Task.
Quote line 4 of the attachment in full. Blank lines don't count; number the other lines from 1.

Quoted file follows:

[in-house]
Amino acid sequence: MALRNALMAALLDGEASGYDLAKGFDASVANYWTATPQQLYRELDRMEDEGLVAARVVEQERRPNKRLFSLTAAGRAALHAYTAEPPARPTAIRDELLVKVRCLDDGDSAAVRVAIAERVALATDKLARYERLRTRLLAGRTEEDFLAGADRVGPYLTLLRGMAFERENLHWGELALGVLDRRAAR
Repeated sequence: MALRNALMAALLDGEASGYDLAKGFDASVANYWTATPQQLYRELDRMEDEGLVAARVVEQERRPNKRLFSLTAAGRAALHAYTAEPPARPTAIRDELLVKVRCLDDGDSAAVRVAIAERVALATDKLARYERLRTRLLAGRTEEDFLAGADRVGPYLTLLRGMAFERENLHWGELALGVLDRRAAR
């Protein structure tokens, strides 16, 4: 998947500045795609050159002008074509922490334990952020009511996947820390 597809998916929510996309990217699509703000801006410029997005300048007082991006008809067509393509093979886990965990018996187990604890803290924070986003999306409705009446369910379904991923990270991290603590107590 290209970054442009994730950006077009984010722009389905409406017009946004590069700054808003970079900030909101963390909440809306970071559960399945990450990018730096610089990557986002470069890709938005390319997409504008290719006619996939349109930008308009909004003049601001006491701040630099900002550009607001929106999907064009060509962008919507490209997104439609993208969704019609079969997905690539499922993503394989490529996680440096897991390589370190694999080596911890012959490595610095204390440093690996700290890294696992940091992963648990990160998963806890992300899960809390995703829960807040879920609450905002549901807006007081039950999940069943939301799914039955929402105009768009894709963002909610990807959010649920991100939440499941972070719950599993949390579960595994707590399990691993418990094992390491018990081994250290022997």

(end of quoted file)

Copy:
């Protein structure tokens, strides 16, 4: 998947500045795609050159002008074509922490334990952020009511996947820390 597809998916929510996309990217699509703000801006410029997005300048007082991006008809067509393509093979886990965990018996187990604890803290924070986003999306409705009446369910379904991923990270991290603590107590 290209970054442009994730950006077009984010722009389905409406017009946004590069700054808003970079900030909101963390909440809306970071559960399945990450990018730096610089990557986002470069890709938005390319997409504008290719006619996939349109930008308009909004003049601001006491701040630099900002550009607001929106999907064009060509962008919507490209997104439609993208969704019609079969997905690539499922993503394989490529996680440096897991390589370190694999080596911890012959490595610095204390440093690996700290890294696992940091992963648990990160998963806890992300899960809390995703829960807040879920609450905002549901807006007081039950999940069943939301799914039955929402105009768009894709963002909610990807959010649920991100939440499941972070719950599993949390579960595994707590399990691993418990094992390491018990081994250290022997």